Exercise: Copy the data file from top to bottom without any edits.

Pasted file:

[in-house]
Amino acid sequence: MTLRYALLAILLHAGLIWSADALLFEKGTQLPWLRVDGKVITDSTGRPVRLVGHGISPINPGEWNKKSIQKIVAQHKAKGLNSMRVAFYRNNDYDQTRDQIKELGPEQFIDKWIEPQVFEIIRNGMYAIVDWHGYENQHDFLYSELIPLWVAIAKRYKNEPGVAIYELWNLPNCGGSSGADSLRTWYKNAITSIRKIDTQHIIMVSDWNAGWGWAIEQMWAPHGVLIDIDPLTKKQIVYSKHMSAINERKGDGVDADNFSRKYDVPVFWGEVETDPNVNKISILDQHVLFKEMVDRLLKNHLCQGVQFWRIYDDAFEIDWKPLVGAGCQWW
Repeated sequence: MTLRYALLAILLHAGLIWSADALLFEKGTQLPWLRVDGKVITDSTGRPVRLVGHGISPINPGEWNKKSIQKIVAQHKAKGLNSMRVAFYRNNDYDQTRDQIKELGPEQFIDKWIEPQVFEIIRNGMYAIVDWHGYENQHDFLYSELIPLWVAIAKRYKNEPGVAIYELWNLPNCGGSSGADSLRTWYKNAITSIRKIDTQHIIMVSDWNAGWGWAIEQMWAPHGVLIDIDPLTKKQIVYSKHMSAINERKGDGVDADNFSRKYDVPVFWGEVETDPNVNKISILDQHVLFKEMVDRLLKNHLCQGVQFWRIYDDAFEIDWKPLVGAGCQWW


[in-house]
Amino acid sequence: MTLRYALLAILLHAGLIWSADALLFEKGTQLPWLRVDGKVITDSTGRPVRLVGHGISPINPGEWNKKSIQKIVAQHKAKGLNSMRVAFYRNNDYDQTRDQIKELGPEQFIDKWIEPQVFEIIRNGMYAIVDWHGYENQHDFLYSELIPLWVAIAKRYKNEPGVAIYELWNLPNCGGSSGADSLRTWYKNAITSIRKIDTQHIIMVSDWNAGWGWAIEQMWAPHGVLIDIDPLTKKQIVYSKHMSAINERKGDGVDADNFSRKYDVPVFWGEVETDPNVNKISILDQHVLFKEMVDRLLKNHLCQGVQFWRIYDDAFEIDWKPLVGAGCQWW
Repeated sequence: MTLRYALLAILLHAGLIWSADALLFEKGTQLPWLRVDGKVITDSTGRPVRLVGHGISPINPGEWNKKSIQKIVAQHKAKGLNSMRVAFYRNNDYDQTRDQIKELGPEQFIDKWIEPQVFEIIRNGMYAIVDWHGYENQHDFLYSELIPLWVAIAKRYKNEPGVAIYELWNLPNCGGSSGADSLRTWYKNAITSIRKIDTQHIIMVSDWNAGWGWAIEQMWAPHGVLIDIDPLTKKQIVYSKHMSAINERKGDGVDADNFSRKYDVPVFWGEVETDPNVNKISILDQHVLFKEMVDRLLKNHLCQGVQFWRIYDDAFEIDWKPLVGAGCQWW